The following are two of the 40+ electromechanical props I created for four new movie-themed escape room environments. I was given five months to design, build, install, and troubleshoot everything, without knowing the exact layout of the rooms until the installation phase. In order to keep so many projects moving in parallel, I kept a master list of every prop with details of current progress, problems to be solved, and (during installation) a to-do list of collaborations with skilled craftsmen required to modify the built environment to my needs. I constantly reorganized my task list around the shifting availability of electricians and woodworkers, and solved numerous design conflicts encountered while fitting my devices into the rooms they constructed. In the end, the venue opened as planned and has enjoyed massive success as one of the top-rated entertainment venues in Washington, D.C.
Task: create a pedestal with a secret compartment which only opens when four correct glyphs are simultaneously touched. Rather than producing the static puzzle box my clients expected, I decided to add a strong visual interaction to the experience. I pushed the limits of the Arduino with thirty-six capacitance sensor channels synchronized with thirty-six channels of LED control. I tested via breadboard to confirm that a single Arduino Uno can handle the I/O rates required for seamless LED color touch response.
I designed and built every mechanical and electrical aspect of the pedestal from frame construction through glyph design, CNC toolpaths and routing, and wiring to the final assembly of copper electrodes, LED diffusing backplates, and LED fixtures.
Using mechanical part kits and 3D files found online, I 3D printed and assembled five movie-accurate trap props. I wired and programmed LED lights, servo motors to open and close the trap doors, a vacuum motor to create smoke from an e-cigarette, and a sound system, all in a tightly confined space.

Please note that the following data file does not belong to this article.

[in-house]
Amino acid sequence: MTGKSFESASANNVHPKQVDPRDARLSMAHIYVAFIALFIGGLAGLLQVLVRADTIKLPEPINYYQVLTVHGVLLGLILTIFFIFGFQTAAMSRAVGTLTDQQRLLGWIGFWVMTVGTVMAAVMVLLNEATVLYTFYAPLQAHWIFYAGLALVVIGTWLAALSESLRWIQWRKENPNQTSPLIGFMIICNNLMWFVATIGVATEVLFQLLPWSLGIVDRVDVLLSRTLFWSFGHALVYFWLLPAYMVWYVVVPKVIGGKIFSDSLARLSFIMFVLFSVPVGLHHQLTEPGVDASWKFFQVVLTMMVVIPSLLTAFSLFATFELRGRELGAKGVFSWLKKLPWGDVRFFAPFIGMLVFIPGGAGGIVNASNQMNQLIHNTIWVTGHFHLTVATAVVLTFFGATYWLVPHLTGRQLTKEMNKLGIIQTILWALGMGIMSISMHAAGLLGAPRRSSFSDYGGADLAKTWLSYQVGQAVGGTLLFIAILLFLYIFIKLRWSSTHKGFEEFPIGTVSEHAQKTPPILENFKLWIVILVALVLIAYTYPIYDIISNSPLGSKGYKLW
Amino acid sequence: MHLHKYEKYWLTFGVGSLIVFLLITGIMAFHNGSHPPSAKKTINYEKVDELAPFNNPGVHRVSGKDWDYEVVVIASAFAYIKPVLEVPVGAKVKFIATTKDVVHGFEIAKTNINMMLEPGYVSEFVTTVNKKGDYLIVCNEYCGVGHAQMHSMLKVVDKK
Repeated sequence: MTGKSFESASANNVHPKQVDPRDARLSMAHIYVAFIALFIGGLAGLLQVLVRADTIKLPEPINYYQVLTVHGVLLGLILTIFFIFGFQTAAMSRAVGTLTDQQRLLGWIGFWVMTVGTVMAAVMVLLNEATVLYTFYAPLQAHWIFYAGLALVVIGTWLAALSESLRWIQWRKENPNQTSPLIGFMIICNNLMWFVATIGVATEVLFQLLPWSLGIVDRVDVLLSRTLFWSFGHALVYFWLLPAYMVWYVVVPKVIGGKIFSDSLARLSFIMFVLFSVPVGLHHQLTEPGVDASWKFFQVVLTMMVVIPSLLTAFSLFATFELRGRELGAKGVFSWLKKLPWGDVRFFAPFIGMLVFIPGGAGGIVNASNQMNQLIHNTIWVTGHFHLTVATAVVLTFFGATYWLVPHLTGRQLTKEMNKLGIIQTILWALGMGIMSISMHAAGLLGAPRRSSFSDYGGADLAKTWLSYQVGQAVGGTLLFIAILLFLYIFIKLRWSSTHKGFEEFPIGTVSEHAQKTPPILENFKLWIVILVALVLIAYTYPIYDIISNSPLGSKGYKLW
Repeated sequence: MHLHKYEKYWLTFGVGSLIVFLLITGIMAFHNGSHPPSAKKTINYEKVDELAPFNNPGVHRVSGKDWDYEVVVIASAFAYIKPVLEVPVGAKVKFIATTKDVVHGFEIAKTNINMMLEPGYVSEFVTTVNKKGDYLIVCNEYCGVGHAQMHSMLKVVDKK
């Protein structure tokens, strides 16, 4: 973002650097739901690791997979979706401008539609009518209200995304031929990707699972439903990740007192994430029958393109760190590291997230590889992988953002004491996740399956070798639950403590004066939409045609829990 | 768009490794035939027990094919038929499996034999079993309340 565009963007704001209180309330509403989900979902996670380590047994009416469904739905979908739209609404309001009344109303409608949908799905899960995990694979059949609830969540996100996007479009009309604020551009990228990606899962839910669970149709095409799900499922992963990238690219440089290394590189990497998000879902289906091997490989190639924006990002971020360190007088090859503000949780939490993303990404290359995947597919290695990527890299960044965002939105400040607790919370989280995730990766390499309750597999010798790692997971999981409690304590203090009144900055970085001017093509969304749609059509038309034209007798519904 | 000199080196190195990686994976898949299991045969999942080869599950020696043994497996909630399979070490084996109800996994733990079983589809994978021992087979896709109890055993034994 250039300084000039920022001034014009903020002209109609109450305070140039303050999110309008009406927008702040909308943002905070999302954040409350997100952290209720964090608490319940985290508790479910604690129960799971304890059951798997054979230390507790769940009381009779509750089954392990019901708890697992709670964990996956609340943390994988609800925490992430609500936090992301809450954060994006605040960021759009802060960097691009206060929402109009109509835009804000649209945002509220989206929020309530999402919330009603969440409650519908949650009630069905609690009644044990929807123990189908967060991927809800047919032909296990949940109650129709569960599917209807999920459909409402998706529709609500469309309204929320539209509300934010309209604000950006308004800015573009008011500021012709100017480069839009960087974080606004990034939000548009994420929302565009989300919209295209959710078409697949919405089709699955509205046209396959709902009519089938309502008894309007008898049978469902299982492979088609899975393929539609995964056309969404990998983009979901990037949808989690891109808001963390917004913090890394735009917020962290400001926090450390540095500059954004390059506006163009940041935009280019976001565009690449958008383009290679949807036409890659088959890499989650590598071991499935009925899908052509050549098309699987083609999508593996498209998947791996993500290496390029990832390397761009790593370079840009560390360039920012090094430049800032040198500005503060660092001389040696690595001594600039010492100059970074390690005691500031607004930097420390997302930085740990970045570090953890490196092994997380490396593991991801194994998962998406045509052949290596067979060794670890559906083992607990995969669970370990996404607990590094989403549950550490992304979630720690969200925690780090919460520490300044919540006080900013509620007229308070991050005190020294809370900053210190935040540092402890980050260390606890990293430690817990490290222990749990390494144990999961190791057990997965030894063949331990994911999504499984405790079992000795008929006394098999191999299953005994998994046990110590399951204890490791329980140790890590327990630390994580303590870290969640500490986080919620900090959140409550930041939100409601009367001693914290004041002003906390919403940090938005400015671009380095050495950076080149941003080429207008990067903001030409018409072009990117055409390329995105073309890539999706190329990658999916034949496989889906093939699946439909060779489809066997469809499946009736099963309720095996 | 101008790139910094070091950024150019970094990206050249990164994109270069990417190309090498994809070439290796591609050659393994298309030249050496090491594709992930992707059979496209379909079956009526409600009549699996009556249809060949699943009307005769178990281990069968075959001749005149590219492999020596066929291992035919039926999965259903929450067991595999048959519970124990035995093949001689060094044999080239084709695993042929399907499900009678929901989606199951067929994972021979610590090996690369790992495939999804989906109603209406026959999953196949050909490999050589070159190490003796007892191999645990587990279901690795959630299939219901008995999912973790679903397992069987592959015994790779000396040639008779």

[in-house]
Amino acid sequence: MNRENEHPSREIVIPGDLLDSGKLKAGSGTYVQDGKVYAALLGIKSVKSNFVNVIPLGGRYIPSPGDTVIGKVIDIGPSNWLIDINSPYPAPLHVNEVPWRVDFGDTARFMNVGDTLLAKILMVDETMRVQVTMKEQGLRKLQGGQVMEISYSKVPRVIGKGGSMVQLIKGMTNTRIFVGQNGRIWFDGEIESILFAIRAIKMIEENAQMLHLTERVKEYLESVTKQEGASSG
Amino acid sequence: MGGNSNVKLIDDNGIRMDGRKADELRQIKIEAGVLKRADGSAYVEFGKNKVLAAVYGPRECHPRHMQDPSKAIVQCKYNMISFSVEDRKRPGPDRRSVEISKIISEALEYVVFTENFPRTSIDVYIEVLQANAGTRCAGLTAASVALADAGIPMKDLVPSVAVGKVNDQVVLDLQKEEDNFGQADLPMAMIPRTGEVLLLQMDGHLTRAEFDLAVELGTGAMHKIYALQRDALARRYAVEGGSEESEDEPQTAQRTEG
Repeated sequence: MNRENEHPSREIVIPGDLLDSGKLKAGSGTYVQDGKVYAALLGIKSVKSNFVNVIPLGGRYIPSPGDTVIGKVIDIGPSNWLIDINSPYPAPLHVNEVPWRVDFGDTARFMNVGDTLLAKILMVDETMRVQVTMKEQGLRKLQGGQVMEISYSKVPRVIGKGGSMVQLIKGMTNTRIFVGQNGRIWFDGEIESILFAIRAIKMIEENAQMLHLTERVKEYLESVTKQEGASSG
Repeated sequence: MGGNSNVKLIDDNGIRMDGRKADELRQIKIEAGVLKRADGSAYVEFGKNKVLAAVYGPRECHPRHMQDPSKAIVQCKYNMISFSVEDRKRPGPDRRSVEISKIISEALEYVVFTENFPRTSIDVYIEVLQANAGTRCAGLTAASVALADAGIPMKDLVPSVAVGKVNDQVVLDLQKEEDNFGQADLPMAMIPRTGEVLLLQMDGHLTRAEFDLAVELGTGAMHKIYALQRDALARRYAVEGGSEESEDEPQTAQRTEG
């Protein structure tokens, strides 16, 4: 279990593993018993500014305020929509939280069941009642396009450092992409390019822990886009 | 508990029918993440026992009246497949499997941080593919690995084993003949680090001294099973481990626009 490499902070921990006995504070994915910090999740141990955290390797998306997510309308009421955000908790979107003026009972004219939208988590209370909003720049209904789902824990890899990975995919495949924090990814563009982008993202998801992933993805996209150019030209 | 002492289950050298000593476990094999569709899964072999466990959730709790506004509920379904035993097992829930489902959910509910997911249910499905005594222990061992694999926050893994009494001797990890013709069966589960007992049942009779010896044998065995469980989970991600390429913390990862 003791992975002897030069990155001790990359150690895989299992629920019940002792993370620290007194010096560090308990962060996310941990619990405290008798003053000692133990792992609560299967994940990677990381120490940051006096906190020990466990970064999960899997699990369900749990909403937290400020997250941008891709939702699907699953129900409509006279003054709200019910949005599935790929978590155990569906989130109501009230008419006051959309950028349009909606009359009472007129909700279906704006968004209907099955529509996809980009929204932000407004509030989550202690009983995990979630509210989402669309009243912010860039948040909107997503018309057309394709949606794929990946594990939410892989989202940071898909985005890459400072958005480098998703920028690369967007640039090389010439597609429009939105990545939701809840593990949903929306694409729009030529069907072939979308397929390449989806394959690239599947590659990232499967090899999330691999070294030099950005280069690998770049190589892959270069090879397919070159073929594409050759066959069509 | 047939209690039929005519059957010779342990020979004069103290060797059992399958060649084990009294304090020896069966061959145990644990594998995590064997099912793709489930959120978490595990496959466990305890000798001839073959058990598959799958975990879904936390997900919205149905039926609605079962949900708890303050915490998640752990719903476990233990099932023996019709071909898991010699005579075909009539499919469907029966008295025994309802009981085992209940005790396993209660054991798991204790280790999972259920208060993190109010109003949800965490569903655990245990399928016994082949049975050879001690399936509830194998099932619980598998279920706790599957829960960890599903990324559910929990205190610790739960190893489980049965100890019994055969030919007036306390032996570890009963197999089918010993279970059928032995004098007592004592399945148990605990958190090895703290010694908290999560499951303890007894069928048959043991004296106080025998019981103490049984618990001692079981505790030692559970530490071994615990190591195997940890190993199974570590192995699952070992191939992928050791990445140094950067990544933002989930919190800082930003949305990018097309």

Unlike in the movies, we could not risk letting customers pick up these expensive props to store trapped ghosts in the final Ecto Containment Unit. Instead, I created a "ghost cube" for each trap that would represent the trapped entity, only to be released from the trap once a puzzle has been solved. Customers win the game when all three ghost cubes are locked away, saving the city. I had to design an entirely new system to dispense these cubes autonomously from each ghost trap.
I scrutinized this unique interaction between human and machine and landed on two crucial design requirements: 1) prevent users from obtaining the ghost cubes prematurely, and 2) ensure successful cube ejection every time the puzzles are solved. I carefully designed a 3D printed housing for the cubes that blended seamlessly in with the trap body. I designed the ejection door with an internal hinge and recessed outer edges that could not be pried open from the outside. I added a protrusion to the front of each cube tray to ensure the doors are pushed open at the location of greatest mechanical advantage (opposite the hinge). Finally, I embedded magnets in all six faces of each cube, so that no matter their orientation the dispenser tray could hold it steady, and the final Ecto Containment Unit could register three cubes (via three magnetic switches in series), and trigger the end-game sequence.
In just two work days, I had designed an assembly from scratch, tested tolerances and fits, 3D printed parts, devised a linkage system using two hand-shaped servo horns, and built three identical functioning systems. The resulting full experience of solving a puzzle to trap a ghost and retrieve their essence in a cube is shown below.